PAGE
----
# Microsecond trading with neutrinos

The Spread Networks corporation recently laid down 825 miles of fiberoptic cable between New York and Chicago, stretching across Pennsylvania, for the sole purpose of reducing the latency of microsecond trades to less than 13.33 milliseconds (http://www.spreadnetworks.com/spread-networks/spread-solutions/dark-fiber-networks/overview). The lesson I would draw from this is that, in the near future, oil and natural gas extraction won't be the only lucrative use of ocean platforms.

So here's my question - since trades are occurring on the scale of tens to hundreds of microseconds, and considering the amount of money involved, can one use neutrino beams to beat the limitation due to having to travel the great-circle/orthodromic distance between two trading hubs? I'm imagining something similar to the MINOS detector (http://en.wikipedia.org/wiki/MINOS), where a neutron beam was generated at Fermilab in Batavia, Illinois, and detected ~735 km away, ~700 meters under the ground in a Northern Minnesota mine.

Is it possible to beat a signal traveling at the speed of light across the great-circle distance from, say, New York to Tokyo, using a neutron beam traveling the earth? Is it realistic to talk about generating these beams on a microsecond time-scale?

Addendum - Over what distances can you reasonably detect a neutrino beam?

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Considering how hard it is to detect neutrinos, the advantages of having a shorter distance would be largely offset by the size of the detectors you'd need to read out messages. I don't think we even have enough control on neutrinos to even form a message to start with. I think your post belongs in scifi.SE . –  Raskolnikov Jul 27 '11 at 8:04
@ Raskolnikov - neutrinos can be generated on demand by muon decay. –  Richard Terrett Jul 27 '11 at 8:13
@Richard Oh yes and it is possible to modulate that beam up to GHz frequencies with a shutter, right? –  Georg Jul 27 '11 at 8:44
""for the sole purpose of reducing the latency of microsecond trades to less than 13.33 milliseconds"" Mhmmm microsecond trades down to 13 milliseconds? Strange. –  Georg Jul 27 '11 at 8:47
@user8861""for the sole purpose of reducing the latency of microsecond trades to less than 13.33 milliseconds "" Meanwhile I looked up that link, I could not find that the cable was laid for that "sole purpose" –  Georg Jul 27 '11 at 8:56

## 1 Answer

Whether or not neutrinos would be suitable for rapid trading, people have seriously considered their utility for signalling in difficult environments. I read an article a while back about a paper (published in Phys. Lett. B, but I can't access that from here) by Patrick Huber which proposed using neutrinos for through-the-earth communication to submarines as an alternative to ELF, where bandwidths become competitive. The submarine would pick up the modulated cherenkov radiation produced by the generation of muons in seawater. This certainly allows faster-than-great-circle transmission times, but this is not the reason why the technique is attractive. The preprint indicates that calculated antipode to antipode bandwidth is only 10 b/s which doesn't seem ready for high-intensity trading.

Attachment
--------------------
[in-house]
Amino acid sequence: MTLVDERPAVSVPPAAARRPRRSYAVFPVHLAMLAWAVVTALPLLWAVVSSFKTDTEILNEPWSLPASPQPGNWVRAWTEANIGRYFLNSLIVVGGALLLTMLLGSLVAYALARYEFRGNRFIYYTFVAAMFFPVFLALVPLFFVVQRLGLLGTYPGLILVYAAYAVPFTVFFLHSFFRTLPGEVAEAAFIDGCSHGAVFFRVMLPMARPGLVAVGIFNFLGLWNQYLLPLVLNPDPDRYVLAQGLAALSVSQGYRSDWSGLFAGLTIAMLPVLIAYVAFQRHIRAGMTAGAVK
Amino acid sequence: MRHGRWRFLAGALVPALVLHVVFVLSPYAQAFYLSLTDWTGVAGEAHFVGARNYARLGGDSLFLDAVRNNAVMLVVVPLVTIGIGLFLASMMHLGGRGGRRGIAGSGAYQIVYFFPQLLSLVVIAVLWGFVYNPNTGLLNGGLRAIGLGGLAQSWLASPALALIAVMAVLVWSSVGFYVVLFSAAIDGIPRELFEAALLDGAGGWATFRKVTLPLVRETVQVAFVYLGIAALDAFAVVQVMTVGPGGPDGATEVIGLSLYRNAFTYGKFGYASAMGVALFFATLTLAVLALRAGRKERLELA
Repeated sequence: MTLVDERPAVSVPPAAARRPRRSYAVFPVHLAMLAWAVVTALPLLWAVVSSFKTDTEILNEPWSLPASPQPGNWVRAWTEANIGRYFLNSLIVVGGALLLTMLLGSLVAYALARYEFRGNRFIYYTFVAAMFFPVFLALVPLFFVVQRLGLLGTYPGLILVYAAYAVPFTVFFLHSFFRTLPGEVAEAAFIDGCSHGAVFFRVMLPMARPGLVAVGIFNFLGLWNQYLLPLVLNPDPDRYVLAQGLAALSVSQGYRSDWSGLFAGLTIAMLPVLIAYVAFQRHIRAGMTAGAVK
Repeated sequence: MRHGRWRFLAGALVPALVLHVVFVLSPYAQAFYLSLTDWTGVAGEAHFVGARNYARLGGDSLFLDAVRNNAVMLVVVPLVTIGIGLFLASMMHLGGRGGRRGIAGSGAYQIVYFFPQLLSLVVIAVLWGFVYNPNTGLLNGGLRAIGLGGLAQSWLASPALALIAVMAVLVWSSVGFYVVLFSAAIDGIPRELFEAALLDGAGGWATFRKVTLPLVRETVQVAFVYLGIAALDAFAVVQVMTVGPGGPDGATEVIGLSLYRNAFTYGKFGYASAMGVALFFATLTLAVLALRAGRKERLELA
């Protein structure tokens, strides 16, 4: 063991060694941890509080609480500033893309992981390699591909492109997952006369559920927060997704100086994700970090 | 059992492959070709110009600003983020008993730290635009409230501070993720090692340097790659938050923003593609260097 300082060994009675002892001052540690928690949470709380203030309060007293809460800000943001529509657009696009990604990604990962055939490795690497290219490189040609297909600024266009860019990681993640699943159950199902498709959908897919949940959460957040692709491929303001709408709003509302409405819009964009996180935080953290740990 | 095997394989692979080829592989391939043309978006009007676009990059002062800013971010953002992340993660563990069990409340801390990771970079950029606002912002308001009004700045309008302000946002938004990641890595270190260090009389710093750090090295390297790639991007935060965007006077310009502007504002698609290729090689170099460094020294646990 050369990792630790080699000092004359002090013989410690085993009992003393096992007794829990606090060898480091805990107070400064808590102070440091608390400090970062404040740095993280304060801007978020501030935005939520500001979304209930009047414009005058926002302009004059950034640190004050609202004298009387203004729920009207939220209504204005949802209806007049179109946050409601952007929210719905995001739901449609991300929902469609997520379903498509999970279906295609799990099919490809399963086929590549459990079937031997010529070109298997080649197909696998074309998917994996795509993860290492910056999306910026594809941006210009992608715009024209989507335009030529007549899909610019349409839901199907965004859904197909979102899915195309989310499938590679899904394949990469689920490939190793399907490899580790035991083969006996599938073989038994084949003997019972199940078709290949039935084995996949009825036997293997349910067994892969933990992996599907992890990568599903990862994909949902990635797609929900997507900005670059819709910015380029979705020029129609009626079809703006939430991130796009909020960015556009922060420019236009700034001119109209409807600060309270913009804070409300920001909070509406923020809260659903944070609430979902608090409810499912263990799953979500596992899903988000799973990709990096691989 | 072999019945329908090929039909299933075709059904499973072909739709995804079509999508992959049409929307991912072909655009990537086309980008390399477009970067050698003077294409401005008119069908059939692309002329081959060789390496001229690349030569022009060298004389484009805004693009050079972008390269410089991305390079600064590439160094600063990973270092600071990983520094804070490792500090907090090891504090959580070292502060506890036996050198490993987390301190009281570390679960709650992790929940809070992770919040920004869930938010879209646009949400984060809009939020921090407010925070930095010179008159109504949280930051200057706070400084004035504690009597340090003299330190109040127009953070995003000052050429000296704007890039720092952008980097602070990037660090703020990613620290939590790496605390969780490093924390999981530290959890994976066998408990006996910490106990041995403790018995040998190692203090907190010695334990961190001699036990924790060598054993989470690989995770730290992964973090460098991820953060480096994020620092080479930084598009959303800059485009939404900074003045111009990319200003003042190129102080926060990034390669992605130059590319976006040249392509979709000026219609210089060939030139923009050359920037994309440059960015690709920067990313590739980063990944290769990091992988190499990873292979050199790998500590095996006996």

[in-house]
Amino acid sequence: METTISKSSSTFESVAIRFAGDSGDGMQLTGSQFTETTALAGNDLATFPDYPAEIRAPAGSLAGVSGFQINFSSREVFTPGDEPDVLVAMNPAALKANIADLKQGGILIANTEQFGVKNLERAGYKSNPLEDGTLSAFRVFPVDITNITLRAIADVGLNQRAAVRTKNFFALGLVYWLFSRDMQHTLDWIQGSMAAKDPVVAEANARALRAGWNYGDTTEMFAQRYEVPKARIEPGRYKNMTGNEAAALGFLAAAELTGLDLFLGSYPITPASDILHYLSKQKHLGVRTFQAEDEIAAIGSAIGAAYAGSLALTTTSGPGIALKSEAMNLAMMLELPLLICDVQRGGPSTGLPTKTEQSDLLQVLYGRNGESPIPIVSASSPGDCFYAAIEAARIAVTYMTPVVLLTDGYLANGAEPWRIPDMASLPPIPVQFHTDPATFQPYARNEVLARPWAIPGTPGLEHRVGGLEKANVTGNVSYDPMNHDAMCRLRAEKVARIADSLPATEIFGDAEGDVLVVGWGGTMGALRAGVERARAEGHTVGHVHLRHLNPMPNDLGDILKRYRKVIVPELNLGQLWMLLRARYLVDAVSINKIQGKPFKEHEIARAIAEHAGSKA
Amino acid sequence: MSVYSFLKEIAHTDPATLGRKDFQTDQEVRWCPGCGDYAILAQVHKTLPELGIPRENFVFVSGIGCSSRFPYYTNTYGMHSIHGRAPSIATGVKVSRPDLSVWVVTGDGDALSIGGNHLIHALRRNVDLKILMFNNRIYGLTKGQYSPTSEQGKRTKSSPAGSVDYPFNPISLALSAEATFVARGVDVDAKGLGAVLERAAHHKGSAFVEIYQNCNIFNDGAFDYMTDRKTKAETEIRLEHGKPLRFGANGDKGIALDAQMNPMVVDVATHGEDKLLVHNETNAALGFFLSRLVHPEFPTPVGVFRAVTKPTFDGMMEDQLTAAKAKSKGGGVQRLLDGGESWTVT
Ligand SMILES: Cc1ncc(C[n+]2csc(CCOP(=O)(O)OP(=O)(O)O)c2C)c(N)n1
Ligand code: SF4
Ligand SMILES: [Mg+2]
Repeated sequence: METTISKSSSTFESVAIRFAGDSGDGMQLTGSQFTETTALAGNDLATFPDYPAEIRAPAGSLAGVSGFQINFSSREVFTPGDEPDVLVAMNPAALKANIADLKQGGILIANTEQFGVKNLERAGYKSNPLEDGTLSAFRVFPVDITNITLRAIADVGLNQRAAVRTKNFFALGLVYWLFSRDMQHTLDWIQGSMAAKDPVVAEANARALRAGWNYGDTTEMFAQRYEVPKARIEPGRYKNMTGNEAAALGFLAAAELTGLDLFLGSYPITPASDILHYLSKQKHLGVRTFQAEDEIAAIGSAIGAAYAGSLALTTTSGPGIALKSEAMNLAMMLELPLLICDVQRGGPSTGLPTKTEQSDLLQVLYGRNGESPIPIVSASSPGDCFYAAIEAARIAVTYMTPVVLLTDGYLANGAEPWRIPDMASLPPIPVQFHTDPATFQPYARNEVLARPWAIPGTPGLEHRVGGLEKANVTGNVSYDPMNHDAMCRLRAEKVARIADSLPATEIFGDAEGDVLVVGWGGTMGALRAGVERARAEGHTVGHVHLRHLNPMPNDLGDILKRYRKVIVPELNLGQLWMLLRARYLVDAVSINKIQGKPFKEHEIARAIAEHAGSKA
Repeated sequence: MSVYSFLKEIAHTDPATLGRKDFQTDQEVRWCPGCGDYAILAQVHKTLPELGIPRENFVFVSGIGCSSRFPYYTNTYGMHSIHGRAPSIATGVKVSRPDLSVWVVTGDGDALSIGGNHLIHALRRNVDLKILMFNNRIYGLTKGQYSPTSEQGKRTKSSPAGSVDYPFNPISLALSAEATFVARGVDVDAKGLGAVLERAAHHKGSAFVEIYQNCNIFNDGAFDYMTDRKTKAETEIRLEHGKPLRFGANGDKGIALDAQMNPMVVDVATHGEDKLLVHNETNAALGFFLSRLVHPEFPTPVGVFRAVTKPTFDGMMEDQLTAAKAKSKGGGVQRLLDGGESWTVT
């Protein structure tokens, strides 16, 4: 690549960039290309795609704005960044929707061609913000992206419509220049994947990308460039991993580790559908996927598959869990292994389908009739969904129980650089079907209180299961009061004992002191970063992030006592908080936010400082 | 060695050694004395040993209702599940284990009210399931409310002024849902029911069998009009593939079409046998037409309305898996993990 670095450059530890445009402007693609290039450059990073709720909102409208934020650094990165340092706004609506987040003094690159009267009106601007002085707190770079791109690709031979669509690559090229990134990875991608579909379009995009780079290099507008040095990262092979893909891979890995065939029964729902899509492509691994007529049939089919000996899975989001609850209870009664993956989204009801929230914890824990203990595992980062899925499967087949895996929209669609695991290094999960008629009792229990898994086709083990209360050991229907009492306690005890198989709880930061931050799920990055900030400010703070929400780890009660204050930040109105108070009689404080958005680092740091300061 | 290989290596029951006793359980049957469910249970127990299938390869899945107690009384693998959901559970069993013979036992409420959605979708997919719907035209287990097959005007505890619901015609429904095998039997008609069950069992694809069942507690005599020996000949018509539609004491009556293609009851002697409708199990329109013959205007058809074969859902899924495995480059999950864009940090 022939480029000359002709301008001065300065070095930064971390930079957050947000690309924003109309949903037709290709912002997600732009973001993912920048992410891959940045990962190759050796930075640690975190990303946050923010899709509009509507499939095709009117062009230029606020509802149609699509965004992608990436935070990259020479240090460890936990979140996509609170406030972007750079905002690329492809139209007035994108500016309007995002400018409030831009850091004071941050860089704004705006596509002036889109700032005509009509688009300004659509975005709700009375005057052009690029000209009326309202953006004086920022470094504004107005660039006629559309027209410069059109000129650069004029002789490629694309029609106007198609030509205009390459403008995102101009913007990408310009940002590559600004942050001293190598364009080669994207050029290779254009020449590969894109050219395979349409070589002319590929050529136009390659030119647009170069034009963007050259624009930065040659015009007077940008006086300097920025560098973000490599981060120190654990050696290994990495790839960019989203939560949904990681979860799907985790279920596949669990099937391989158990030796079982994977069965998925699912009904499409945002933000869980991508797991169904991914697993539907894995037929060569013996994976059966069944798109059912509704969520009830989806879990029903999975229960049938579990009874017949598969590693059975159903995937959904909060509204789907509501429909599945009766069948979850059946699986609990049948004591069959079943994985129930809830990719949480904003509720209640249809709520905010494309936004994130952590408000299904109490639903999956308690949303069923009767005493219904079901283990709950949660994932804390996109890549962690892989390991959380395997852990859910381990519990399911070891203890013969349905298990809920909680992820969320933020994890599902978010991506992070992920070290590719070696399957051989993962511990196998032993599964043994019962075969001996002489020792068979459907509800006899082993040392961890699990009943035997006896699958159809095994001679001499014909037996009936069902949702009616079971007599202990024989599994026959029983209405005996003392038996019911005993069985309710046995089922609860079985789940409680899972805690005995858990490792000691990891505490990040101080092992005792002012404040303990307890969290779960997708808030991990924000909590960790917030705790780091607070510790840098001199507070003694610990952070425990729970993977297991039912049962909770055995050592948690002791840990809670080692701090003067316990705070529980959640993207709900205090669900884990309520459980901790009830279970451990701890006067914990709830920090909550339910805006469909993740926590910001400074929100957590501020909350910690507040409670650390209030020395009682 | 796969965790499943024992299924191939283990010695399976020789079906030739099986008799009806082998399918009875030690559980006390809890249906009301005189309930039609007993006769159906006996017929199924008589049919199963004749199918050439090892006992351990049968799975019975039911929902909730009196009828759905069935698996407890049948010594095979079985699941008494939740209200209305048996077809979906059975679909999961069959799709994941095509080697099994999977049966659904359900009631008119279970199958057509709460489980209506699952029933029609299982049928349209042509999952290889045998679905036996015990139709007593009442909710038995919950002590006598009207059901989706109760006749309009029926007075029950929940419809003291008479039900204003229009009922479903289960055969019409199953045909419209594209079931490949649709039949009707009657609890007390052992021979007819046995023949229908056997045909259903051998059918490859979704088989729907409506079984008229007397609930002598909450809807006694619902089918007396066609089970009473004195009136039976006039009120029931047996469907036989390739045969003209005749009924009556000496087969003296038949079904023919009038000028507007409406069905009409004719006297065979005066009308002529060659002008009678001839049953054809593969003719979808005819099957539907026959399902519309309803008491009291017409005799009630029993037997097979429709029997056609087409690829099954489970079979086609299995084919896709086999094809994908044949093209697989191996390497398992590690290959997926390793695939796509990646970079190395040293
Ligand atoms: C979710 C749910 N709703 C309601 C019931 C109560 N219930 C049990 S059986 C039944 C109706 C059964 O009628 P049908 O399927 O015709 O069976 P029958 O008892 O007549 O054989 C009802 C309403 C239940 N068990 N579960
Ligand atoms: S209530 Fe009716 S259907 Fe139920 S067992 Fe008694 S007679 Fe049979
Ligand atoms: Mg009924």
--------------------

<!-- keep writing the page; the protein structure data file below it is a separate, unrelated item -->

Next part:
Addendum:

If we consider a continuous lossless fibre optic link between antipodes around the equator, the transmission time will be about 99 ms, whilst the through-earth travel time (at $\approx{c}$) is 42 ms. Obviously this counts for nothing if you have high-latency equipment at either end.

Whilst the improvement in transmission time hardly seems worth it, it occurs to me that this would be a useful technique for communicating between either side of a huge, highly oblate structure such as a wide but thin disk-shaped megastructure, however that's veering in to sci-fi territory.

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With the modern state of the art I doubt you could extract a high-bandwidth signal from a neutrino detector in tens of milli-seconds. With a ~13,000 km distance you are going to need either a huge detector or a scorching hot beam to get more than a few neutrinos per second. (There is a very nice experiment that could be run with a ~10,000 km baseline, if only we could get the rate; effort is being put into a shorter but harder baseline because the rates are achievable). Make the detector IceCube sized and the readout latencies are going to kill you. –  dmckee Jul 27 '11 at 23:31
@ dmckee - That's correct. As mentioned, Huber's calculations give an antipode to antipode bandwidth of only 10 bits per second, where as ELF would only give a bit per minute or so. At the receiving end, you would essentially be using the combination of ocean and sensor-studded submarine as a kamiokande-style detector. The tightly collimated beam works very much to the advantage of the system here. –  Richard Terrett Jul 28 '11 at 4:38